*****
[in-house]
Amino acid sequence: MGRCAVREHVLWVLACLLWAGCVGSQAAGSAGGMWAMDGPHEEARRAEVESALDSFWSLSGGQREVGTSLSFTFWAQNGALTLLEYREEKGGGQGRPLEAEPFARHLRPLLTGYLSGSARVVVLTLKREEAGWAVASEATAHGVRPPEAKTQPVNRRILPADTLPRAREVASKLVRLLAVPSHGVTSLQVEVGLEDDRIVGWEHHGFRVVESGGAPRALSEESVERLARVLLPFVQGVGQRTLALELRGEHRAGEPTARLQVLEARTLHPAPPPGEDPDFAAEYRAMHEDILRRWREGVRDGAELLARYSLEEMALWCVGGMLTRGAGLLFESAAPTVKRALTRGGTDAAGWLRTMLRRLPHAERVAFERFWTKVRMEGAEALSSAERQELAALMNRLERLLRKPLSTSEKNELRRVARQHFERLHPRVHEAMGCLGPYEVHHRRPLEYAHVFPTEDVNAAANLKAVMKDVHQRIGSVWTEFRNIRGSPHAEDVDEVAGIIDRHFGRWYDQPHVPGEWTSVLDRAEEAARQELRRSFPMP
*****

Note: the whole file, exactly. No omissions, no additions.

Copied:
[in-house]
Amino acid sequence: MGRCAVREHVLWVLACLLWAGCVGSQAAGSAGGMWAMDGPHEEARRAEVESALDSFWSLSGGQREVGTSLSFTFWAQNGALTLLEYREEKGGGQGRPLEAEPFARHLRPLLTGYLSGSARVVVLTLKREEAGWAVASEATAHGVRPPEAKTQPVNRRILPADTLPRAREVASKLVRLLAVPSHGVTSLQVEVGLEDDRIVGWEHHGFRVVESGGAPRALSEESVERLARVLLPFVQGVGQRTLALELRGEHRAGEPTARLQVLEARTLHPAPPPGEDPDFAAEYRAMHEDILRRWREGVRDGAELLARYSLEEMALWCVGGMLTRGAGLLFESAAPTVKRALTRGGTDAAGWLRTMLRRLPHAERVAFERFWTKVRMEGAEALSSAERQELAALMNRLERLLRKPLSTSEKNELRRVARQHFERLHPRVHEAMGCLGPYEVHHRRPLEYAHVFPTEDVNAAANLKAVMKDVHQRIGSVWTEFRNIRGSPHAEDVDEVAGIIDRHFGRWYDQPHVPGEWTSVLDRAEEAARQELRRSFPMP